Thursday, February 20, 2014


Every Thursday morning I have a few hours to myself. I take the opportunity to exercise or write. A trip to the coffee shop is usually involved. Today though, I decided to go to the fancy yarn store to buy an expensive skein in order to make myself something. I just finished making sweaters for both kids and, as most of you know, things have been tense around our house as we wait to learn our fate after Nathan graduates so I thought I deserved a little pampering.

I got there early so sat in the car enjoying my music and coffee. As I sat, I got some bad news via text from Nathan regarding the job search. This particular piece of news came as a devastating shock to both of us. I turned off the music and sat there in silence, staring straight ahead and not knowing what to think or feel next.

When the yarn store opened I went in and chose a 100 gram skein of black alpaca, chatted with the ladies for a few minutes and asked to be rung up. After I paid, they asked if they could wind the yarn for me and I quickly said no, wanting to be on my distracted way sooner rather than later.

When I got home I gathered my pattern, the needles it's calling for and my luxurious yarn and sat down to get started, hoping the new project would jog me in another mental direction. To my immediate dismay I realized why I should have let them wind my yarn at the store. Although I tried to delicately unfold it myself, it quickly became a pile of tangled wool.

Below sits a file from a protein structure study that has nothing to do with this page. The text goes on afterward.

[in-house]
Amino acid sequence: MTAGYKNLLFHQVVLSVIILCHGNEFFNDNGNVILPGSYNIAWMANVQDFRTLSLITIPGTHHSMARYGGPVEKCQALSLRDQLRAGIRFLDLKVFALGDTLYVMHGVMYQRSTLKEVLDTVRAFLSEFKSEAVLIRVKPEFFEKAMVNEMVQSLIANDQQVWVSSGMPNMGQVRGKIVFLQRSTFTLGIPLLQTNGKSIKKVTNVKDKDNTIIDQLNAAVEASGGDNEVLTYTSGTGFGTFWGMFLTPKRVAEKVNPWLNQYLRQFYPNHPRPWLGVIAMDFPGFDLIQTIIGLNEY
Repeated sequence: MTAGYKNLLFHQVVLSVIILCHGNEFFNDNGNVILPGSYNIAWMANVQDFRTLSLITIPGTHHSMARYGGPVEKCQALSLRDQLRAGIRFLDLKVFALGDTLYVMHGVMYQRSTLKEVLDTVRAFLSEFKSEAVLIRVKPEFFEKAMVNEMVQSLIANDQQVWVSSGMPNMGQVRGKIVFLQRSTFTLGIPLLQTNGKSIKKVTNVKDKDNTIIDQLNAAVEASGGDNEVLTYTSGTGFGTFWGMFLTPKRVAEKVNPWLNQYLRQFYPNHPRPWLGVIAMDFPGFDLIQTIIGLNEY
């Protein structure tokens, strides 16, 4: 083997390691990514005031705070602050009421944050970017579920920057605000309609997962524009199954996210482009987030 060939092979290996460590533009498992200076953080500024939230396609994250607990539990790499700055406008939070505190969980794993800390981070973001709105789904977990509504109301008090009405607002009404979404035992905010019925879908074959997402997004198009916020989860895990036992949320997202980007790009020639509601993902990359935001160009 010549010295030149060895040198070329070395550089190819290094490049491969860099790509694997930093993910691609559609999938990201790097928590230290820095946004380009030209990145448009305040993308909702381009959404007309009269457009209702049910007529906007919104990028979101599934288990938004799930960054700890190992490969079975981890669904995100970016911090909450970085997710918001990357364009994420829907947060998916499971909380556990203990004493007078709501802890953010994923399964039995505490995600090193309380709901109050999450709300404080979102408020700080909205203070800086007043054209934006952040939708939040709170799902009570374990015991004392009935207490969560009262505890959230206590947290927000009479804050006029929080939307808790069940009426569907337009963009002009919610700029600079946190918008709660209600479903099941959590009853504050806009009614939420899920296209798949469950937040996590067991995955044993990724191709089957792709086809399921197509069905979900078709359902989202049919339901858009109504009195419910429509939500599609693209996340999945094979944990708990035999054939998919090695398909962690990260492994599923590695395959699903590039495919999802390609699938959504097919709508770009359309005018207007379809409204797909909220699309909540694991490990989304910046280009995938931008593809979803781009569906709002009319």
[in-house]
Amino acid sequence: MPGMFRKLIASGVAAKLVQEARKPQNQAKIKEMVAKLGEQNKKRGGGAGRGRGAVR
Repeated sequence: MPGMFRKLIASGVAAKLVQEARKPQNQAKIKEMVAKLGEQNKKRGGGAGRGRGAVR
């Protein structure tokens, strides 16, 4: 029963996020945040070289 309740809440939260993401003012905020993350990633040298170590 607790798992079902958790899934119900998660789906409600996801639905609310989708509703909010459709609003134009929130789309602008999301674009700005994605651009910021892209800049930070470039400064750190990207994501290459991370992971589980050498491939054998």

I clenched my jaw and attacked, feeling more annoyed with myself at each new tangle I created. Tense and rushed, I wanted to cry in frustration because I had hoped to spend my quiet morning knitting and now it was being spent on this mess.

Then I reminded myself I actually enjoy untangling yarn. It doesn't scare me, it relaxes me. It's a problem I can solve. It forces me to slow down and take one problem at a time. I come to a snag and figure out how to free it. I know if you try and force it or hurry, you end up with a bigger mess than you started with. They key is to keep panic at bay. As I tapped into this approach I told myself to think on our life in this way as I worked at the mess in front of me. I patiently worked for at least an hour, staying calm and meditating. In the last minute before I was due to pick up Owen, I freed the last tangle and took a deep breath.
Ready to be made into something warm, cozy, soft and comforting. No problem. We've got this. Though you'd better believe I'm never saying "no thanks" to the yarn ladies again.

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